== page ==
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NHL, NHLPA Postpone Thursday, Friday Games for Awareness of Racism, Social Inequity

The Islanders-Flyers Game 3 is pushed back after a movement led by players

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Dallas Stars v Vegas Golden Knights - Game One Photo by Dave Sandford/NHLI via Getty Images

Spurred by player discussions last night and through the course of today, the NHL and NHLPA have agreed to postpone the playoff games scheduled for tonight and tomorrow.

The decision follows the lead of other leagues (and, primarily, their players) that took similar action yesterday as a form of protest given the persistent racial inequities most recently reflected in the shooting of Jacob Blake in Wisconsin. The NHL at one point looked like it would not take action, though momentum on this multi-league movement seemed to gather steam while the first game yesterday was already about to be underway.

Without question, members of the Hockey Diversity Alliance and other players calling members of that group helped spur that situation to change.

This of course means the Islanders-Flyers Game 3 will not take place tonight, though how the schedule is revised is to be determined.

The Islanders issued a statement of support that read:

“We are in total support of our players as they use their platform to bring further attention to a movement that is important to them, our organization and our game. We will continue to work together as we promote equality and to end racial and social injustice.”

Here’s some from coach Barry Trotz speaking earlier, before the decision was finalized:

We’ll likely update this post later with more quotes from this evening’s media availability on the topic.

I gather from viewing several forums that this form of protest is controversial* to some — and is not enough to others. (*Of course, the point of protest is to create disruption that raises awareness and initiates change.) I’m not going to simplify real societal issues, which persistently and all too silently affect some populations far more than others, as a one-side/other-side thing. Like any systemic issue that affects different people in different ways, it’s quite complicated and different people will have overlapping or conflicting views on what to do.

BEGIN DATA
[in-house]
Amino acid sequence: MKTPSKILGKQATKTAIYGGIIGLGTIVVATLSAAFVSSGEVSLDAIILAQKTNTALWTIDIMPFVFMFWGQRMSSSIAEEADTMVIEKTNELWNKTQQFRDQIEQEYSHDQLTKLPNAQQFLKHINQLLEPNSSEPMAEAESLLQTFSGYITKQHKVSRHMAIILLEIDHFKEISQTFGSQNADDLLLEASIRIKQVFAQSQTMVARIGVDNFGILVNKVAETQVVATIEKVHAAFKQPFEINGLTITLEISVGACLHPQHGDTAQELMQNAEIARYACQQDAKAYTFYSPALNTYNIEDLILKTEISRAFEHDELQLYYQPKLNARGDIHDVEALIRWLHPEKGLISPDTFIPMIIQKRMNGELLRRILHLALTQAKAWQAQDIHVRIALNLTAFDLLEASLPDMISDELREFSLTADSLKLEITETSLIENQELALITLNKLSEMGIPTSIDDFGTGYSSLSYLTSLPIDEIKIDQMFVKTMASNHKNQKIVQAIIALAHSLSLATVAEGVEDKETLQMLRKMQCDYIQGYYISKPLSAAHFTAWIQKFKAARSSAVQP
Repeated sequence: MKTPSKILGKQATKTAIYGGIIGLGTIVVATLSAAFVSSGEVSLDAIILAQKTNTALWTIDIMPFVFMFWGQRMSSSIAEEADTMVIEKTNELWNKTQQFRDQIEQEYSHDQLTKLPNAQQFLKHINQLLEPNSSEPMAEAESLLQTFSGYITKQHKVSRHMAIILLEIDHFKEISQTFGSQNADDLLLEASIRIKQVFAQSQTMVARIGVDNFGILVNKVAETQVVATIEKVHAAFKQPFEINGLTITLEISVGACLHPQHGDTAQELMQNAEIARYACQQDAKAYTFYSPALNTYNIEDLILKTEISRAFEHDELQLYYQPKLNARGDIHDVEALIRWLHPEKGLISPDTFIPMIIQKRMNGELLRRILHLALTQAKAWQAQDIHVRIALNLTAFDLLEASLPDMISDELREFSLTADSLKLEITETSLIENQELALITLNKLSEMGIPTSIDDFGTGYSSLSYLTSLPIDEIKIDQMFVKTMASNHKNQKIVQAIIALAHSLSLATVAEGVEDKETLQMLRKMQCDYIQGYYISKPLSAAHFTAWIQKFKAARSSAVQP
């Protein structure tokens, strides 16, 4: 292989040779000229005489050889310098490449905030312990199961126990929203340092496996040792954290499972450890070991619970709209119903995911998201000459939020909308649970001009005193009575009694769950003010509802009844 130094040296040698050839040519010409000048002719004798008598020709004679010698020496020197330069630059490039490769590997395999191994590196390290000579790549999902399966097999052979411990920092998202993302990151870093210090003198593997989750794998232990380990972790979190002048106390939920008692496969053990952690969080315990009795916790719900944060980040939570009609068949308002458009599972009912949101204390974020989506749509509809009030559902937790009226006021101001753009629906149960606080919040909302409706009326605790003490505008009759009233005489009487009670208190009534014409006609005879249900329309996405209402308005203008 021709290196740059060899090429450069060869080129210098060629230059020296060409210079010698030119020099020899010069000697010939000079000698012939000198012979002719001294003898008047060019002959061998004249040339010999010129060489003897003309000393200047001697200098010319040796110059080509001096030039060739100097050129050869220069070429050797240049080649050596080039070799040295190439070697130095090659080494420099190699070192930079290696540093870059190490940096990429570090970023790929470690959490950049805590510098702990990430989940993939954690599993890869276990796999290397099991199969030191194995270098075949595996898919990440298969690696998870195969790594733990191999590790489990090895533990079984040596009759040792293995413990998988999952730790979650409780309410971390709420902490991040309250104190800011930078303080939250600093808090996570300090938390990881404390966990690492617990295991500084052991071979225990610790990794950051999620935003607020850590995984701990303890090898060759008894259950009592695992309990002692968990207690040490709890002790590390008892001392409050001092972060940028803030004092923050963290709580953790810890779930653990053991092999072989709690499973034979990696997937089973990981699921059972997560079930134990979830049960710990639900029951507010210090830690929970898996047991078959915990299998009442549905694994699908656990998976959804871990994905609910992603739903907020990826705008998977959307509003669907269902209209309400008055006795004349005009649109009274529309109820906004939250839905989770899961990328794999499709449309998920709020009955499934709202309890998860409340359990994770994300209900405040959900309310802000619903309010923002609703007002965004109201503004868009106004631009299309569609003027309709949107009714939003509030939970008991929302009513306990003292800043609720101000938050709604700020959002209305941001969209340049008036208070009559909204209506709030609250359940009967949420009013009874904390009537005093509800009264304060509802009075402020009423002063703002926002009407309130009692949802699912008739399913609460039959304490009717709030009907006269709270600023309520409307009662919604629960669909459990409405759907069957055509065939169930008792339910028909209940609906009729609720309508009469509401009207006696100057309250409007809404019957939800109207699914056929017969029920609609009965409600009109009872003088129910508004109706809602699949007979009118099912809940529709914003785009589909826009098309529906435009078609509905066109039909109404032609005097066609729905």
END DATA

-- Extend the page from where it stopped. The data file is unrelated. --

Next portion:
And no, postponing games doesn’t “change” that complication nor fix anything, but it does raise awareness and get people talking — and perhaps moves some people in power to listen to others who are often told there’s a “right way” — an elusive right way — to protest/initiate change.

Most importantly: This action is what many players, including Islanders captain Anders Lee, felt compelled by their conscience is the right thing to do. Black athletes have been raising their hands for years. With this week’s movement, more feel like they are heard by their White colleagues.

Commenting Note: If you wish to discuss this in comments, I ask that you do so respectfully, without trolling or baiting. And if you cannot recognize that Black and Brown people in particular are hurting and frustrated thanks to persistent infrastructural inequities in North America societies, I’d ask that you do some reading and listening first before airing grievances in comments. You’re probably just here for the hockey talk anyway.

UPDATE: Actually, forget that. Plenty have already battled and rehashed and gotten warnings in the day’s earlier post. Closing comments on this post, for moderator sanity.

On that note, Stars player Jason Dickinson — a White male who has been learning more about the experiences of Black relatives — has been doing a lot of that, and this quote in a piece by Pierre LeBrun is illustrative:

“It’s hard for some guys to have this hit home. I don’t want to say anybody’s blind to it or ignorant but we are a league of a lot of Canadians, a lot of Europeans, so it’s hard when something like that doesn’t hit home. You look at the MLB, you look at the NBA. They’re primarily American players. It’s easy to hit home for them. It’s easy for them to take a stance against something. (Tyler Seguin) and I take a knee and we get backlash that we are not Americans, we shouldn’t be speaking up for something like this.

“But we believe that we’re close enough as Canadians that we have a right to say something and in Canada, we face or have seen similar things. I think it’s difficult to appreciate things as outsiders to America, but we try to give our two cents where we can. You know what, tonight just didn’t seem like [playing] was the right call to do.”

The full statement issued by the league and players association reads as follows:

After much discussion, NHL Players believe that the best course of action would be to take a step back and not play tonight’s and tomorrow’s games as scheduled. The NHL supports the Players’ decision and will reschedule those four games beginning Saturday and adjust the remainder of the Second Round schedule accordingly.

Black and Brown communities continue to face real, painful experiences. The NHL and NHLPA recognize that much work remains to be done before we can play an appropriate role in a discussion centered on diversity, inclusion and social justice.

We understand that the tragedies involving Jacob Blake, George Floyd, Breonna Taylor and others require us to recognize this moment. We pledge to work to use our sport to influence positive change in society.

The NHLPA and NHL are committed to working to foster more inclusive and welcoming environments within our arenas, offices and beyond.